My flight landed three hours late. I was beyond exhausted. I can't sleep on planes. I waited for my luggage looking like a zombie and feeling even worse.
I bought a coffee from an automated machine in the lobby. It was too hot to drink and tasted like muddy water, but it was caffeine and God knows I needed it.
My car sat where I'd parked it five days ago. It looked like a woman waiting in the door for her cheating husband who'd been gone three hours longer than he'd said he'd be. I schlepped to the trunk and heaved in my suitcase. At the time I didn't even notice that no one else was going to their car, despite the flight having been booked to maximum.
It was November 12th. Snow wasn't falling yet, but was threatening to. The lights in the parkade glared in my eyes and beyond the lot I could see only blackness. I put the key into the ignition and pulled out, leaving the airport behind and heading west on Highway 348.
Within just a couple of miles I realized I was surrounded on all sides by a dense fog worthy of a John Carpenter movie. I wasn't bugged so much by that as the fact that my headlights were reflecting little back to me other than a swirling wall of white. The street lights were more hindrance than help. I switched to low beams and drove a bit slower than normal.
I still had not realized that I was the only other car on the road.
The fog was thicker than cotton. I could see only a few feet ahead. Passing a streetlight meant momentary light-blindedness. I began to feel disoriented, as if I was driving through clouds.
After a while, the streetlights ended and my own headlights were the only light source around. I turned on the radio, but was met with low-humming static on every station. It only added to the rudderless feeling in my bones. I was a sailor on a tiny skiff adrift in strange, silent waters.
I could see glimpses of landscape here and there beside the road. Open fields with unknown crops, the odd scarecrow, but no houses. No people. No other cars.
For the first time, I realized that I was utterly alone. I have always enjoyed the comforting quiet of chosen solitude. This was not that. This was the quiet of the crypt. There was no movement within the fog, aside from the odd tree waving slightly in the low early winter breeze. I could hear the running of my tires against the asphalt. I could hear the low hiss of the heater. I could hear my own heart beating in my ears. These noises seemed to shout in the stillness.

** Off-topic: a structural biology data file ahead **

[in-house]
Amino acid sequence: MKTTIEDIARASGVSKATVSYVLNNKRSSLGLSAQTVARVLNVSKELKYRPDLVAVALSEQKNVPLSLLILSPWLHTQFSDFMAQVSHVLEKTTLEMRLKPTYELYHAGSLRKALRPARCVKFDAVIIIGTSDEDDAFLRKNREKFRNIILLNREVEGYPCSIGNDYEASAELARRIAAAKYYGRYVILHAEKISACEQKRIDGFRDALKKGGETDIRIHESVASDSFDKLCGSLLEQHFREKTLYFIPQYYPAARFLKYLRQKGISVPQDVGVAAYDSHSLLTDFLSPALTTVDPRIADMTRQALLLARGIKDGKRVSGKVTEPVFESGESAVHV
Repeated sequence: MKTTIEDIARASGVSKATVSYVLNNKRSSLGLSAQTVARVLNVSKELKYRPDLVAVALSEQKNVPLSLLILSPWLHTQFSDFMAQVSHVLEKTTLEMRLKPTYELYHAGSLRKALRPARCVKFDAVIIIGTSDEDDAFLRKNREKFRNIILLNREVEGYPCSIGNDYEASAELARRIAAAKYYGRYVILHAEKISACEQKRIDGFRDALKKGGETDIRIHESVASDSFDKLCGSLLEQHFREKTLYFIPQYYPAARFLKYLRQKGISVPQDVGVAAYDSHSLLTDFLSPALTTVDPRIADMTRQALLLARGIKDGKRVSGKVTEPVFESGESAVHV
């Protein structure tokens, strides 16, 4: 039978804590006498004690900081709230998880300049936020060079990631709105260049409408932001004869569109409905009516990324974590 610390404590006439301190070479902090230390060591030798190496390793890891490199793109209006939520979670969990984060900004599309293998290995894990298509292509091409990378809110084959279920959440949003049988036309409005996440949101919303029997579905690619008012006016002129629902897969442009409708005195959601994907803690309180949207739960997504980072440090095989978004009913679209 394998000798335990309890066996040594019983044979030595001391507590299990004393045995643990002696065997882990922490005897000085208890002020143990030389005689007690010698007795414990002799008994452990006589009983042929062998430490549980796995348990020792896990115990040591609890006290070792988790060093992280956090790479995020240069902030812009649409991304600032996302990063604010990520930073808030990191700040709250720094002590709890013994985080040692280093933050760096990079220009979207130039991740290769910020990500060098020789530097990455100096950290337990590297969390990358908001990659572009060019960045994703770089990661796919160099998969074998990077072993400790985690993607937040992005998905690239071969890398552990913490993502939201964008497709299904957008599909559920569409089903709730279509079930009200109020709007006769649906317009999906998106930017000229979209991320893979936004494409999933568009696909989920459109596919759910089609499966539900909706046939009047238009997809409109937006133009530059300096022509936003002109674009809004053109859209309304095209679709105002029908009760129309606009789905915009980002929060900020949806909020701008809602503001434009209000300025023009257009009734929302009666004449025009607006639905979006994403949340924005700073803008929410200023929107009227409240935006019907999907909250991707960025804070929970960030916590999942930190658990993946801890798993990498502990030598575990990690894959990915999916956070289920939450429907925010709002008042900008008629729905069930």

And then, as if summoned from the ethereal fog, two pinpricks of light sprouted in my rear-view. Seeing them, my heart began to thud more loudly. There is nothing less natural than the feeling of utter isolation except for when that isolation is broken just when you have begun to accept it.
The headlights from behind crept closer. Their approach filled me with an inexplicable terror that gnawed at the edges of my vision, making the world tremor before my eyes. I was suddenly sure that whoever was in that car was following me, had been searching for me, and would hunt me.
An off-ramp became evident in the fog. My rational self surfaced just long enough to remind myself that I was already on the correct road, but...was I? Had I passed endless fields with no houses on the way out to the airport? Were there not streetlights for mile after mile on the correct road? Was I perhaps already lost?
I took the off-ramp.
"If he's not following me, he'll keep going," I whispered to myself. This was pure folly, of course. The driver could live on this road. It was I who had taken the wrong path, but that didn't mean it was the wrong path for everyone.
The lights followed me. To my fevered mind, they were no longer headlights, but malevolent eyes, hunting me through the darkness, glowing their eldritch glow as they searched for me. I kept driving, trying to talk myself into believing that I was being ridiculous, but as the headlights grew closer, the more like eyes they seemed.
I turned across the bridge at the head of the off-ramp, taking the other ramp on the far side to turn back toward the airport. Any actual car would never follow me back the way I had come unless it was indeed following me. And, as I was somehow certain they would, the lights turned with me and headed back the way I had come.
I was the prey. It was the hunter.